Today I am meeting with a client to review the design and build of his new website. Quite frankly I’m not looking forward to this meeting. I am the barrier of bad news.
When I originally accepted this project, I could see Google had indexed about 1,000 pages within his domain. While it would take some time to migrate and optimize this many pages, I was up for the challenge. The goal is to give him a more SEO friendly site that he can maintain himself in WordPress. If that meant throwing in some plugins and optimizing 1,000 pages, so be it.
Last week I reviewed his Google Analytics reports, dug deeper into his content pages, and investigated his existing website’s structure. Through Google Analytics I could see he didn’t have 1,000 pages, he had about 10,000 pages. Why were they not showing up in Google’s index? Well I figured this out a bit later as I reviewed page by page content on his existing website. Of these 10,000 pages, about 3,000 or so are the exact same pages. Okay, three different pages, but applied to 1,000 different products. You may be asking yourself so what and thinking I am a drama queen. To me, the drama queen, all I saw was a big red flag waving with a large Google logo hovering overheard. This was trouble with a capital T.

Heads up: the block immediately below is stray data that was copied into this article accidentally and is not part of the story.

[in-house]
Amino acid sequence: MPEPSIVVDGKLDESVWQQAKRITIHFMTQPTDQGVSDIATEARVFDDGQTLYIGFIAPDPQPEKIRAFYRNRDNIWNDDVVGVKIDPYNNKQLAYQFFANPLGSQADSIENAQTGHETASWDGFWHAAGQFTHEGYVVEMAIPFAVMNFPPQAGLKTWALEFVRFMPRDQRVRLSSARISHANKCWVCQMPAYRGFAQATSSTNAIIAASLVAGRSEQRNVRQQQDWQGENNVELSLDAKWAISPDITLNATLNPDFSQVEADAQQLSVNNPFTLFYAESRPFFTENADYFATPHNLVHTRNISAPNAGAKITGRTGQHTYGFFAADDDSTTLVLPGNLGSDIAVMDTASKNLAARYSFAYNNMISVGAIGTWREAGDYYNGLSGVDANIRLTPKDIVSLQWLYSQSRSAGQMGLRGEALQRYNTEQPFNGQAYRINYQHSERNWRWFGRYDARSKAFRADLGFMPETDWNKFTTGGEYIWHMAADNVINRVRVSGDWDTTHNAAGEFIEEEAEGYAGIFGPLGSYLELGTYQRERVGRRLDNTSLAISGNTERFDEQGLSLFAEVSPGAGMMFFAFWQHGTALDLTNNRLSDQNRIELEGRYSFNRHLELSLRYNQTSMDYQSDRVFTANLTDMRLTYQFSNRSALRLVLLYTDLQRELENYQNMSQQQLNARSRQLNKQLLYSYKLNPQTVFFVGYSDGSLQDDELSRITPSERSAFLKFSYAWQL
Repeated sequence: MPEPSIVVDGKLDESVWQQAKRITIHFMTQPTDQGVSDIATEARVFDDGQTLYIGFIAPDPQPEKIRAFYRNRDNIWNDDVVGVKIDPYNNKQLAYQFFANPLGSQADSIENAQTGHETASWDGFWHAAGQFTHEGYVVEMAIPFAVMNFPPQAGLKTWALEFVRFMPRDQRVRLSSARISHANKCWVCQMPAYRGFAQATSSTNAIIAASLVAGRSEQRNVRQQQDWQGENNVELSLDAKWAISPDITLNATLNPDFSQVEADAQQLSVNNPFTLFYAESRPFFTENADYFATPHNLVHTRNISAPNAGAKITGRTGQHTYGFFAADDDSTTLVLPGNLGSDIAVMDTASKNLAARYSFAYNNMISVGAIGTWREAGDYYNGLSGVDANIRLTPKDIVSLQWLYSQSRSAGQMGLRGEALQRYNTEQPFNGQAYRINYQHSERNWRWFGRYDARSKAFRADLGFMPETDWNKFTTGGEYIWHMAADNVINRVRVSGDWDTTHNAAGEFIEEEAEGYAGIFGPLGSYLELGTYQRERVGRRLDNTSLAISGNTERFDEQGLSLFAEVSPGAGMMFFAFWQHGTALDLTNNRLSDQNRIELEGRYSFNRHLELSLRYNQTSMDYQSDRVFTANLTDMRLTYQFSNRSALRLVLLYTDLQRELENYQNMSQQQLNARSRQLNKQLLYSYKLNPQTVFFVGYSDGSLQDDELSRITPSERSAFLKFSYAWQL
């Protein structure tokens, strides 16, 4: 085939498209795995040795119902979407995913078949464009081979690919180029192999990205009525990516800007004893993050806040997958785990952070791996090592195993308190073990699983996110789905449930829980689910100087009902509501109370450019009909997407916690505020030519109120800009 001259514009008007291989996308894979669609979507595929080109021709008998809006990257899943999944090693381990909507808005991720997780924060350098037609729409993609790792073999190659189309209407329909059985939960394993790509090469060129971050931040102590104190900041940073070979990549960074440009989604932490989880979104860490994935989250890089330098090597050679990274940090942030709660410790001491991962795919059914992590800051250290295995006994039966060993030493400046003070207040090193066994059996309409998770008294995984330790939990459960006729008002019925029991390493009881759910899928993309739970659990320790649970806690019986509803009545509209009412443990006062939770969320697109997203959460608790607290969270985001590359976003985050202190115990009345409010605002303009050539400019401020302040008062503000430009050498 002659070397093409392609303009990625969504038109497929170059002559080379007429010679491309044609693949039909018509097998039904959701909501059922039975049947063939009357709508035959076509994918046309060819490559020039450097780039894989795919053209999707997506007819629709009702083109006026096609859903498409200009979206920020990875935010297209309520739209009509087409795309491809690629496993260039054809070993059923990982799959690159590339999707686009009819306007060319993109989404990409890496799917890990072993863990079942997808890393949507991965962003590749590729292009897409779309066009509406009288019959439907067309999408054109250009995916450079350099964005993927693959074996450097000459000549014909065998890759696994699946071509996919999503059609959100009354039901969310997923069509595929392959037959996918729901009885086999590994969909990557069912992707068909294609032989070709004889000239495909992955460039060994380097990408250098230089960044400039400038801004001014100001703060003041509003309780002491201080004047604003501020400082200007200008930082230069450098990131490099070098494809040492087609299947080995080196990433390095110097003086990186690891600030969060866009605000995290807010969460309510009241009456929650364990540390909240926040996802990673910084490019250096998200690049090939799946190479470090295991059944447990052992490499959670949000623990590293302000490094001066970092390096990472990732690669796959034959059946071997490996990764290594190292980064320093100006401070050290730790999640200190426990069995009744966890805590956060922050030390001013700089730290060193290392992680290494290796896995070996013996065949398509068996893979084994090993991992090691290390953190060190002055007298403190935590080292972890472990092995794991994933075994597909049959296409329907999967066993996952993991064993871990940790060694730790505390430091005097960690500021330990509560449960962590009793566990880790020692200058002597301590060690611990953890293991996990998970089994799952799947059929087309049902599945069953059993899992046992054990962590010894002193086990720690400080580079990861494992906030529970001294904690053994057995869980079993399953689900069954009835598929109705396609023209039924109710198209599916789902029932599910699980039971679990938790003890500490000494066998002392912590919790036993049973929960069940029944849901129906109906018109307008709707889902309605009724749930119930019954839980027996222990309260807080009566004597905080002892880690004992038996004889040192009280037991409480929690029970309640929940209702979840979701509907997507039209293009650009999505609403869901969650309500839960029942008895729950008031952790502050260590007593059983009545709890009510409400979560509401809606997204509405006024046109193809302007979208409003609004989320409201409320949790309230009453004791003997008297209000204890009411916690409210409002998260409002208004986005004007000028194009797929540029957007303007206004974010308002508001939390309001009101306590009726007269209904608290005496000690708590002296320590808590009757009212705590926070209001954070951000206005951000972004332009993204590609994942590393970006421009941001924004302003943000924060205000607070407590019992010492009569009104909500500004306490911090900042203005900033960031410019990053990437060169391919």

These 3,000 plus pages represent duplicate content to Google. Why would Google cloud their index with 3,000 pages of the exact same content? Google won’t do it. It would simply corrode the overall search results, which would frustrate Google users, so Google is not going to do it. Google will also most likely penalize the overall site for this mass amount of duplicated content.
I have already told my client I will not migrate this duplicate content. The SEO consultant in me cannot do it, because I know it is wrong. The website designer in me won’t do it, because I know it will degrade the user experience as well. So I get to now explain this to my client and hope he understands that my intentions are good.
Now I will return to his website, his Google Analytics reports, and to the broken sitemaps to see what else lurks beneath the covers of this existing website. I believe my 3,000 pages of duplicate content is only the tip of the iceberg and I am afraid the Titanic is getting ready to go down.